As head twidget and a navy authorized micro-mini repair tech I thought it wise to talk about the art of soldering. There are many ways to solder but only one right way.
I thought we would start with a overview of soldering. Basically you are connecting two metals with a third that acts as a glue. Notice I said glue, soldering is not welding. Welding is two metals that have been melted and intermixed with the same metal or an alloy. The glue or solder we use is a lead, tin compound or it may be one of the lead free compounds.
The tools to have available are:
- Soldering iron, match the wattage to the job. 27w or less for PC boards, 27-50w for medium connectors, 50-100w for large connectors.
- Solder, lead free if you can get it, 63%lead-37% tine otherwise. Avoid the 60-40 as it has a very wide plastic range and may allow for cold solder joints.
- Soldering flux, even thought the solder has a core extra is better, rosin only, liquid preferred. Never use acid flux as this will leave a residue that eats aways the other metals.
- Distilled water for the cleaning sponge.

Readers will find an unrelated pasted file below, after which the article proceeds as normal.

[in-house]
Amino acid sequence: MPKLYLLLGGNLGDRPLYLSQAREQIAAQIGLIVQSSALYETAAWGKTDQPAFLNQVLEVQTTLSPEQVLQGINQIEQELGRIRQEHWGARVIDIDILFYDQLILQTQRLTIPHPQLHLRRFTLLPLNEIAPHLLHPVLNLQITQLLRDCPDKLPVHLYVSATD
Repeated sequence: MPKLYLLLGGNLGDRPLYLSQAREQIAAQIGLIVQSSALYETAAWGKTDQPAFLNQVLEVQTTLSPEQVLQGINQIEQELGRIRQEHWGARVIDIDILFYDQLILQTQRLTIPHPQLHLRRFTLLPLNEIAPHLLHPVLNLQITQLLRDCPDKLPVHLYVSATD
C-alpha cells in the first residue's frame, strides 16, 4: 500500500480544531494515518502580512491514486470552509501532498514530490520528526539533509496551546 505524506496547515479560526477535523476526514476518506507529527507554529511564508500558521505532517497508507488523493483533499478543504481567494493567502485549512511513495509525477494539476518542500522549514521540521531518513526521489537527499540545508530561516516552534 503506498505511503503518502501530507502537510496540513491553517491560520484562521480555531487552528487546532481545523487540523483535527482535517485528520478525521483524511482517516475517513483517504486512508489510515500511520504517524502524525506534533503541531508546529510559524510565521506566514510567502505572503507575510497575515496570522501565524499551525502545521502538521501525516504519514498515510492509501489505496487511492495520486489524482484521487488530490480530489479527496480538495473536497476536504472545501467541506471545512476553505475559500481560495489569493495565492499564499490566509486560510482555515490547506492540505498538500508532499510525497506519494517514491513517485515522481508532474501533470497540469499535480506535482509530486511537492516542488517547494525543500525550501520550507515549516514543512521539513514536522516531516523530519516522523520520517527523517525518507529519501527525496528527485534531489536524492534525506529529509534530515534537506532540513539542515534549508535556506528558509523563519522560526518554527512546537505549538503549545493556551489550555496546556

- Isopropyl alcohol not rubbing alcohol, this leaves a lanolin layer on every thing, (good for your skin but bad for soldering). Used for cleaning the solder and connecting areas.
- A small fiber cleaning brush, to scrub a bit if needed.
- Paper towels.
- Small and large clamps and clips to hold the work if needed, remember the connectors will get too hot to hold with your fingers. Plus you will have the solder in one had and the iron in the other.
- Small wire cutting pliers and needle nose pliers, a sharp knife and wire stripper.
- Good ventilation as the fumes are toxic and should not be inhaled directly.
- Good lighting, you need to see what your working on.
Every thing should be clean, the tip in the iron should still be it’s normal shape, it loses metal to transmigration to the solder. After it is heated then clean off the large amount of gunk with a damp paper towel then use the sponge. Tin the tip with clean solder and keep it tinned removing the excess only when you begin to solder.
Before using the solder dampen a paper towel with some alcohol and pull off a foot or so of solder then wrap the towel around the solder and pull it through. This will clean any contaminates off the solder before use.
In the next installment I will talk bout proper amounts of solder to use and how the joint should look. When being trained to do this for the Navy I found out that as an example of the need for correct soldering practices a radar surveillance plane was reworked to the correct method and 700 pounds of solder was removed from the planes weight!